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Accessing C array type from PB - looks easy enough?

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  • Accessing C array type from PB - looks easy enough?

    I think this is a simple problem , but Ill include full source to help explain it better.

    Im porting some C source over to PB, Ive basically finished and am proud to say its working well so far but it was frustrating to find a barrier at the very end! - it successfully opens a mapped file and gets the correct address etc, now all I need to do is display the result. It looks very simple to do in C, but my attempts to do it in PB have not been successful
    The part im stuck on is highlighted in bold. I need to retrieve the data (a resultcode), each piece of data is in an array of that type though so Im not sure how to access it!
    Can anybody help me to get this port finished please? This is all I need to do now

    Code:
    typedef struct _SHARED_INFO
    {
     LONG lResultCode;
    } SHARED_INFO;
    typedef SHARED_INFO * PSHARED_INFO;
    typedef SHARED_INFO * LPSHARED_INFO;
     
    void DisplayResultCode(PSHARED_INFO pElement)
    {
     kprintf("%d", pElement->lResultCode);
    }
     
    void _cdecl mainCRTStartup(void)
    {
    	HANDLE hEventGuard = OpenEvent(EVENT_ALL_ACCESS, FALSE, SHAREDINFO_EVENT_NAME);
    	HANDLE hFileMapping = OpenFileMapping(FILE_MAP_READ, FALSE, SHAREDINFO_NAME);
    	if(hEventGuard == NULL | | hFileMapping == NULL)
    	{
    		kprintf("Error: Program not started. Start and try again.\n");
    		CloseHandle(hEventGuard);
    		CloseHandle(hFileMapping);
    		return;
    	}
     	PSHARED_INFO pLocalInformation = (PSHARED_INFO)HeapAlloc(GetProcessHeap(), 0, SHAREDINFO_BASE_SIZE);
     	if(pLocalInformation)
    	{
    		PVOID pRemoteInformation = MapViewOfFile(hFileMapping, FILE_MAP_READ, 0, 0, 0);
    		if(pRemoteInformation)
    		{
    			if(WaitForSingleObject(hEventGuard, INFINITE) == WAIT_OBJECT_0)
    			{
    				ResetEvent(hEventGuard);
    				//
    				// here is a replacement of RTL memcpy(..)
    				// memcpy(pLocalInformation, pRemoteInformation, SHAREDINFO_BASE_SIZE);
    				//
    				__asm {
    					align 4
    					mov ecx, SOCKETMON_BASE_SIZE
    					mov ebx, ecx
    					and ebx, 3
    					shr ecx, 2
    					mov esi, pRemoteInformation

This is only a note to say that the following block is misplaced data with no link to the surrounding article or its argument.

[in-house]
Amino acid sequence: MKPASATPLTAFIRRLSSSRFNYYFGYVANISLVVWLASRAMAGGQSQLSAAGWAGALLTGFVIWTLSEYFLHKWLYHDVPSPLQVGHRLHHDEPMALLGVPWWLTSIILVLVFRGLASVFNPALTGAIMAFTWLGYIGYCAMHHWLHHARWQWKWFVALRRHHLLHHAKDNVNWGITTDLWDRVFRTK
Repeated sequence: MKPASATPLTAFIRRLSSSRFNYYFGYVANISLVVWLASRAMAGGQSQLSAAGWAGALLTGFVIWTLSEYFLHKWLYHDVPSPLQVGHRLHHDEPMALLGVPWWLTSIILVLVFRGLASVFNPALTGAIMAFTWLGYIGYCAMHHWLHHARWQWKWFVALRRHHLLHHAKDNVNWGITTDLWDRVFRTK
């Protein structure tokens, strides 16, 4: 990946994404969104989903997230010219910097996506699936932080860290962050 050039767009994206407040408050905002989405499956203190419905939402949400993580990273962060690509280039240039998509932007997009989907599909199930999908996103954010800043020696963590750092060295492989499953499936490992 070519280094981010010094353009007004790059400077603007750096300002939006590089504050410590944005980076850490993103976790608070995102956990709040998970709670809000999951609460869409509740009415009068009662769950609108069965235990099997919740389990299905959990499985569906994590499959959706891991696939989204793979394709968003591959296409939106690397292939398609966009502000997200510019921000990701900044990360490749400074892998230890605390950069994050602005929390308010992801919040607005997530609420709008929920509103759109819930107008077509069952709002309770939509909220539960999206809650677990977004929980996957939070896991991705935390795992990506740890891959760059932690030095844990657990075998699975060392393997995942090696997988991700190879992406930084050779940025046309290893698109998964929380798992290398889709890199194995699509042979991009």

mov edi, pLocalInformation
    					cld
    					rep movsd
    					mov ecx, ebx
    					rep movsb
    				}
    				SetEvent(hEventGuard);
    			}
    			UnmapViewOfFile(pRemoteInformation);
    		}
    		for(int i = 0; i < SHAREDINFO_BASE_COUNT; i++)
    		{
    				DisplayResultCode(&pLocalInformation[i]);
    		}
    		HeapFree(GetProcessHeap(), 0, pLocalInformation);
    	}
    	else
    	kprint("Error allocating memory.\n");
    	CloseHandle(hEventGuard);
    	CloseHandle(hFileMapping);
    }
    Also, I should mention that I used MoveMemory rather than the memcpy asm version in the C source, is that ok to use?

    Many thanks!

    [This message has been edited by Wayne Diamond (edited October 16, 2001).]
    -

  • #2
    Code:
        LOCAL i AS LONG
        DO WHILE i < %SHAREDINFO_BASE_COUNT
            DisplayResultCode BYVAL VARPTR(pLocalInformation(i))
            INCR i
        LOOP
    MoveMemory is a fine replacement for memcpy.

    You may be able to do without the BYVAL VARPTR, depending on how
    you declared DisplayResultCode.

    ------------------
    Tom Hanlin
    PowerBASIC Staff

    Comment


    • #3
      Wayne,

      The thing to remember in dealing with C/C++ arrays is that
      they ALWAYS start at zero (ie 0).

      Thus, a five element long array would look like this:

      long whatever[5];

      This describes a five element array with the starting
      descripter of 0 and ending at 4. With that in mind, one
      can also use Tom's code as a FOR/NEXT loop:

      Code:
          LOCAL i AS LONG
          FOR i = 0 TO %SHAREDINFO_BASE_COUNT -1 
              DisplayResultCode BYVAL VARPTR(pLocalInformation(i))
          NEXT
      Either way works just fine!!!

      Cheers,
      Cecil



      ------------------

      Comment


      • #4
        Hrmm thanks very much Tom, Cecil, that looks about right
        Cecil what is your email address? I have something to send you that i think youll like


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        -

        Comment


        • #5


          [email protected]



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